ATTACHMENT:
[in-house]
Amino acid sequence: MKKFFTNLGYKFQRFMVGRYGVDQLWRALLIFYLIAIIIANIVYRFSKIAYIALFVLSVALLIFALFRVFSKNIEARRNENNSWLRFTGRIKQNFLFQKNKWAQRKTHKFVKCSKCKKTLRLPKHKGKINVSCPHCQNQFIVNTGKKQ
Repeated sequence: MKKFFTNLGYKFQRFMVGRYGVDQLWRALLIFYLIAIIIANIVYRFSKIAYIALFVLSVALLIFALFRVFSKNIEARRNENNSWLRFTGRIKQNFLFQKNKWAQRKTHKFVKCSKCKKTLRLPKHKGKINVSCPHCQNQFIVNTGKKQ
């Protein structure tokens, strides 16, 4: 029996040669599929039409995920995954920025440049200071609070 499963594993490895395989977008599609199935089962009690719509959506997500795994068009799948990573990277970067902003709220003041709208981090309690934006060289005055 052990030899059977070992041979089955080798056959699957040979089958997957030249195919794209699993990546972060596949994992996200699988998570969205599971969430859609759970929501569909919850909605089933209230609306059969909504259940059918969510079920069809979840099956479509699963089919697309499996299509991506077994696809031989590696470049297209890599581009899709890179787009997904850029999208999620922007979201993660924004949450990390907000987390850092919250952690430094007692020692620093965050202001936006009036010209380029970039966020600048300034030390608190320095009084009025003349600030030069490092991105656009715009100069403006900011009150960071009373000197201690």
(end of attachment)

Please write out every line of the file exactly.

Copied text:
[in-house]
Amino acid sequence: MKKFFTNLGYKFQRFMVGRYGVDQLWRALLIFYLIAIIIANIVYRFSKIAYIALFVLSVALLIFALFRVFSKNIEARRNENNSWLRFTGRIKQNFLFQKNKWAQRKTHKFVKCSKCKKTLRLPKHKGKINVSCPHCQNQFIVNTGKKQ
Repeated sequence: MKKFFTNLGYKFQRFMVGRYGVDQLWRALLIFYLIAIIIANIVYRFSKIAYIALFVLSVALLIFALFRVFSKNIEARRNENNSWLRFTGRIKQNFLFQKNKWAQRKTHKFVKCSKCKKTLRLPKHKGKINVSCPHCQNQFIVNTGKKQ
């Protein structure tokens, strides 16, 4: 029996040669599929039409995920995954920025440049200071609070 499963594993490895395989977008599609199935089962009690719509959506997500795994068009799948990573990277970067902003709220003041709208981090309690934006060289005055 052990030899059977070992041979089955080798056959699957040979089958997957030249195919794209699993990546972060596949994992996200699988998570969205599971969430859609759970929501569909919850909605089933209230609306059969909504259940059918969510079920069809979840099956479509699963089919697309499996299509991506077994696809031989590696470049297209890599581009899709890179787009997904850029999208999620922007979201993660924004949450990390907000987390850092919250952690430094007692020692620093965050202001936006009036010209380029970039966020600048300034030390608190320095009084009025003349600030030069490092991105656009715009100069403006900011009150960071009373000197201690």